With the continuous growth of the CS in its length, the tearing mode instability occurs inside the CS, and there is a clear bifurcating structure which consists of two pairs of slow mode shocks. Because of these internal processes, the reconnection rate is approximated by the Petschek reconnection process, about 4 times larger than the Sweet-Parker reconnection with S ≈ 104. In addition, a significant substructure exists in the plane of the CS, which is different from 2D CS. The CS undergoes the tearing mode instability across the CS, but the resultant substructures expand themselves in the other dimension more randomly, which leads to the formation of distorted-cylindrical substructures. These flux tube structures may relate to plasma blobs observed in expanding CS observations.

Acknowledgments

This research has been supported by the Belgian Science Policy Office (www.belspo.be) and the Interuniversity Attraction Poles Programme (initiated by the Belgian Science Policy Office, IAP P7/08 CHARM) and by project GOA/2015-014 (KU Leuven). This work was also supported by the Program 973 grant 2013CBA01503, the NSFC under grants 11303088 and 11573064, the NSFC-CAS joint grant U1631130, and the CAS grant QYZDJ-SSW-SH012. Our simulation is conducted on the VSC (Flemish Supercomputer Center) funded by the Hercules foundation and the Flemish government. We acknowledge fruitful discussions with Yang Guo and Chun Xia.

References

Movie

Movie of Fig. 2 (Access here)

All Figures

thumbnail Fig. 1

Initial magnetic structure (coloured curves with green for internal magnetic flux rope (MFR) field lines, orange for the boundary MFR, and blue for the surrounding); the distribution of normal magnetic field (red-green shadings) on the bottom plane z = 0 and a red line marks magnetic axis of MFR. The translucent iso-surface of current is for j = 0.4jmax. Here, jmax is the maximum value of current inside initial MFR. The insert in the top right corner gives the twisted turns of magnetic field lines obtained by two methods: solid black line for Φ calculated by Eq. (1) and symbols for numerical turns Φnum by integrating magnetic field around MFR magnetic axis.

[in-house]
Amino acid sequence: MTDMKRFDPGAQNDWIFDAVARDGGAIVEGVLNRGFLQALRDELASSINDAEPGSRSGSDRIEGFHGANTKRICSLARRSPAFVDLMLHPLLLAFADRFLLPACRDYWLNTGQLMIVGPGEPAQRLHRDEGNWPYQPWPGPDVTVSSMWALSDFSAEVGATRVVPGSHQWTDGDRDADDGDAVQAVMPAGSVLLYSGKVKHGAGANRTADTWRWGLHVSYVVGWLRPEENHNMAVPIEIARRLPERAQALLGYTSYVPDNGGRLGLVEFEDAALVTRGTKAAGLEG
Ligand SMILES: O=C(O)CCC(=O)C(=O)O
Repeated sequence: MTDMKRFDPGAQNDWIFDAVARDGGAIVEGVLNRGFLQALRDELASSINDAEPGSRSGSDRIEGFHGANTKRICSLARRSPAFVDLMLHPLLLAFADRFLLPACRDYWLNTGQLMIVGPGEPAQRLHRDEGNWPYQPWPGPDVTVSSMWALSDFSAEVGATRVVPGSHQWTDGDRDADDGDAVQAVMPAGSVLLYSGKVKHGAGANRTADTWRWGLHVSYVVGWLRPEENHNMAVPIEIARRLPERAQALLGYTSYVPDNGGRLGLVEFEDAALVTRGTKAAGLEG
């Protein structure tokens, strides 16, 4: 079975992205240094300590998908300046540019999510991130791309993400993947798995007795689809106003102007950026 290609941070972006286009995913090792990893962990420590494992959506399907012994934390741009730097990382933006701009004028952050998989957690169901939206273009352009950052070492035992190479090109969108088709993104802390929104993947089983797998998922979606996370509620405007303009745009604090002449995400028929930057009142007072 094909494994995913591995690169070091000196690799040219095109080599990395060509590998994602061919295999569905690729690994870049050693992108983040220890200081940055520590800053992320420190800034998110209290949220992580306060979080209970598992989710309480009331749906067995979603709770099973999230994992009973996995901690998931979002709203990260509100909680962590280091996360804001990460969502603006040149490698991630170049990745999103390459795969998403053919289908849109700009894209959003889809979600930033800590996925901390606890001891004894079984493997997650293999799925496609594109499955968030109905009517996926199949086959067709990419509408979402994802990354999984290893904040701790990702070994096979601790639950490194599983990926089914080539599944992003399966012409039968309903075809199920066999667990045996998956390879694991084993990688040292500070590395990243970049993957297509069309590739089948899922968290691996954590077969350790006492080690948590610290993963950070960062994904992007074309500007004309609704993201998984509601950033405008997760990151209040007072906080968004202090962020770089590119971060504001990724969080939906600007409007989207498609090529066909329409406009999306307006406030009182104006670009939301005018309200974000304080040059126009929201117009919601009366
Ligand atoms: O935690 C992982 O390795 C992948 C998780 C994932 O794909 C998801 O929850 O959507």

Open with DEXTER
In the text
thumbnail Fig. 2

Evolution snapshots of MFR at different times. Coloured curves are magnetic field lines outside and inside the MFR (blue and green) and on the surface of the MFR (orange). Translucent colours illustrate the current distribution on the cut y = 0. An animation for MFR evolution is available online.

Open with DEXTER
In the text
thumbnail Fig. 3

Fine structures inside the current sheet (CS) at t = 9.6. a) Current distribution on the cut y = 0; magnetic field lines passing through points uniformly distributed on the z-axis (black lines) and outside the CS (blue lines). The inserts on the left side give the variation of physical quantities along the line marked on this panel. A red point PX and a red box are marked for the evaluation of reconnection rates. b) Distributions of plasma velocity (arrows) in the vicinity of the CS. c) Distribution of parallel electric field .

Open with DEXTER
In the text
thumbnail Fig. 4

Snapshot of the current sheet at t = 9.6. Upper panel: current iso-surface with value j = 24, where 3D distorted-cylindrical substructures can be seen. Lower panels: current distributions on the three chosen cuts (a, b, and c) shown in the upper panel.

Open with DEXTER
In the text
thumbnail Fig. 5

Evolution snapshots of | j | dz (a), | j | dx (b), and | j | dy (c) at t = 9.6.

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In the text